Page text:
Morristown, New Jersey experiences plenty of car crashes. They can occur right at the end of someone’s driveway or at busy intersections. Crashes can occur at any place where motorists become distracted or encounter unexpected obstacles in the road. Of course, some roads and intersections tend to feature more risk factors for a crash than others.
Therefore, there are certain locations that are statistically more likely to inspire major car crashes than others. Drivers who know where their risk is highest can either avoid those locations or at least embrace more safety-conscious practices at those high-risk locations.
Design, traffic density and speed limits all influence risk
There are some consistent factors present at many of the most dangerous locations. The number of vehicles coming through a segment of road, the general speed at which traffic travels and even design factors, like how wide the road is and how visible other angles of approach are kennel influence the likelihood of a severe collision.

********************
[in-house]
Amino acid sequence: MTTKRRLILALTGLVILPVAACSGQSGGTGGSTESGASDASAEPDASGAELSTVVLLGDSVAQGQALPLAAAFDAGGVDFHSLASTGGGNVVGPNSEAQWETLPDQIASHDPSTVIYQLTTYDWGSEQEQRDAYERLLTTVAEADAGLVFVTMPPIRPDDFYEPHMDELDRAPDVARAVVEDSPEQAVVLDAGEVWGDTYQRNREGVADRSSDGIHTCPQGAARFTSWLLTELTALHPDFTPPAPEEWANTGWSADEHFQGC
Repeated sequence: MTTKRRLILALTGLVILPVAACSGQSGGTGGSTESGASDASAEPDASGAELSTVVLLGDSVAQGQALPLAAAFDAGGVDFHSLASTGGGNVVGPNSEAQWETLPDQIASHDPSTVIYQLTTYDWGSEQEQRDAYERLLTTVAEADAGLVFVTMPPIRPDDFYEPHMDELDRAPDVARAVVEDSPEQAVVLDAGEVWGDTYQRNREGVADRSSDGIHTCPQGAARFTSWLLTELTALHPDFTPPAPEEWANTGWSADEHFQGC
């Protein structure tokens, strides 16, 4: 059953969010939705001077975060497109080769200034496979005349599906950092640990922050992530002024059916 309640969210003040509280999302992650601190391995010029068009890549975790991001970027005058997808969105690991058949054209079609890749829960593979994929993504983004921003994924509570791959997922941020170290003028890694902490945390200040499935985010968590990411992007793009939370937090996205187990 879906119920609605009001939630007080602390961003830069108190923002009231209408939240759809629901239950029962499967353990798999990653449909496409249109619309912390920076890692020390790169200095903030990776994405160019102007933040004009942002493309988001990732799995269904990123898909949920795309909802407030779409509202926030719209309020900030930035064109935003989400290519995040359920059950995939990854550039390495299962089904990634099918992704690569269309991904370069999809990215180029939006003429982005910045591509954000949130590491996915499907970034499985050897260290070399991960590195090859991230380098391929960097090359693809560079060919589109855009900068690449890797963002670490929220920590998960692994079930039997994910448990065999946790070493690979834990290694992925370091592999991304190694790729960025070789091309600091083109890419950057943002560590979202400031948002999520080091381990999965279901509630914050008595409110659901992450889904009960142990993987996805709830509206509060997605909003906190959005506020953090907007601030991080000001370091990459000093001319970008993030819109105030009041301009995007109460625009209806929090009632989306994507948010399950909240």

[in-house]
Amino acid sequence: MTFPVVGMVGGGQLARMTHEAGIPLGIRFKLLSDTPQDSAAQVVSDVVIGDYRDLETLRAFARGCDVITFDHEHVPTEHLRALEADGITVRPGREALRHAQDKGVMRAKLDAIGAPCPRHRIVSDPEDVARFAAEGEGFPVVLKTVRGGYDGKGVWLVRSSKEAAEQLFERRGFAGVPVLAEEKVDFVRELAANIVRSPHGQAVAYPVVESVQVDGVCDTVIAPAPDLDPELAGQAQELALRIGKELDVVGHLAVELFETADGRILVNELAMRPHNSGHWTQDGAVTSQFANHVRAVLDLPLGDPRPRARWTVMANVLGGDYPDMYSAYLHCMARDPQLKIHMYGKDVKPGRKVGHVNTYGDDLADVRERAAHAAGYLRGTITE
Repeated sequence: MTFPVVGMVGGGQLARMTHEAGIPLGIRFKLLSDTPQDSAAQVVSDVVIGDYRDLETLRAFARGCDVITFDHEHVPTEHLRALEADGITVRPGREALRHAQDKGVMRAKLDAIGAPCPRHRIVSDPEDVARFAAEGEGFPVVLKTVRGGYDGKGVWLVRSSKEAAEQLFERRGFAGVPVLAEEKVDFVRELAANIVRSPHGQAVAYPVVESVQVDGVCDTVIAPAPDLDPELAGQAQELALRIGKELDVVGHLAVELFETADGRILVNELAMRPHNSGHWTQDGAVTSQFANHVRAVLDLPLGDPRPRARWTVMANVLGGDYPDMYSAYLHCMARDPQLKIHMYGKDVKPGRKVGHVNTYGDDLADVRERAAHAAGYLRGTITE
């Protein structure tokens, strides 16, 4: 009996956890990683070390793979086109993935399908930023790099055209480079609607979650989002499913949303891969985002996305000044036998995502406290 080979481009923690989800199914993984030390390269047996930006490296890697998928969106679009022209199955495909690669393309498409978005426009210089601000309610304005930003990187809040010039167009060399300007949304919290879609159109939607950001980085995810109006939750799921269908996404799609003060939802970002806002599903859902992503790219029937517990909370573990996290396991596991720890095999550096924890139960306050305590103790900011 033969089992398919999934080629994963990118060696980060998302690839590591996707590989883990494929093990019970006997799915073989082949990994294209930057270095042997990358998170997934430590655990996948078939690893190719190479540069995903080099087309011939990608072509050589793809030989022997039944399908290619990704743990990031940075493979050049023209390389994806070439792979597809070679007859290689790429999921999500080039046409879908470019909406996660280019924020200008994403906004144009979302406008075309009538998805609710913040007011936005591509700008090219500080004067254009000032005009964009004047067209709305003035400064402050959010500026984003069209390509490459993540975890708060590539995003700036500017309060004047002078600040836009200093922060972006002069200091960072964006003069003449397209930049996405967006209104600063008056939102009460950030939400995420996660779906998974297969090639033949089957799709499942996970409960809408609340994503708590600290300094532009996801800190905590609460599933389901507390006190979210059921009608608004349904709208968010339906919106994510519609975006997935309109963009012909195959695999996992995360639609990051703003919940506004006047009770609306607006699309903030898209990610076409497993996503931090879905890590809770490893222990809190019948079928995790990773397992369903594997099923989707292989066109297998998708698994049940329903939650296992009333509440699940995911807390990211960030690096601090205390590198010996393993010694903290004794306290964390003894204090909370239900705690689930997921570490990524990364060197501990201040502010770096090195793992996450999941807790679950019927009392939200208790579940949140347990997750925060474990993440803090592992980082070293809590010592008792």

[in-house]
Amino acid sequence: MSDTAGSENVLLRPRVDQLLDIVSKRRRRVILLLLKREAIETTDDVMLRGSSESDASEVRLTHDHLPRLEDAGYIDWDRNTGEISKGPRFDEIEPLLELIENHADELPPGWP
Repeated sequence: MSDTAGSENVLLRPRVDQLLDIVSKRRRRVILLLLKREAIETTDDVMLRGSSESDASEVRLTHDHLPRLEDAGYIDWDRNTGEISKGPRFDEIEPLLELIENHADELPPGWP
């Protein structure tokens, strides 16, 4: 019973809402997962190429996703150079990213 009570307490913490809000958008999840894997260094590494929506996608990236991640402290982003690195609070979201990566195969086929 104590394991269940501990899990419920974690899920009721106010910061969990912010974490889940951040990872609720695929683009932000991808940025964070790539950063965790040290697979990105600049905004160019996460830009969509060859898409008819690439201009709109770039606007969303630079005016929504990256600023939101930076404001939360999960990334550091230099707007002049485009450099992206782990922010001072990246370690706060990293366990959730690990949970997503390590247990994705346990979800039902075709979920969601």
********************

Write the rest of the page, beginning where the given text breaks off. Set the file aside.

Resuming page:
When looking at crash data gathered between 2005 and 2021, certain areas seem far more dangerous than others. The section of Interstate 287 South of South Street sees a large number of crashes. There are also many crashes reported on New Jersey Route 35 in the same area. Mount Kemble Avenue or U.S. Route 202 near the border of Morristown also sees a high level of fatal collisions. Where Madison Avenue crosses Morristown Medical Center Drive also sees more fatal crashes than other roads or intersections.
Many of these dangerous areas are places where traffic density is quite high and the typical speed of vehicles is high as well. All too often, those in a rush may make oversights when monitoring their surroundings, which can have tragic results.
Harm reduction practices, like identifying areas where crashes are more of a risk, can go a long way toward improving someone’s overall safety in traffic. As a result, proactively identifying major risk factors can help those who want to prioritize safety for themselves and the occupants of their vehicles in the Morristown area.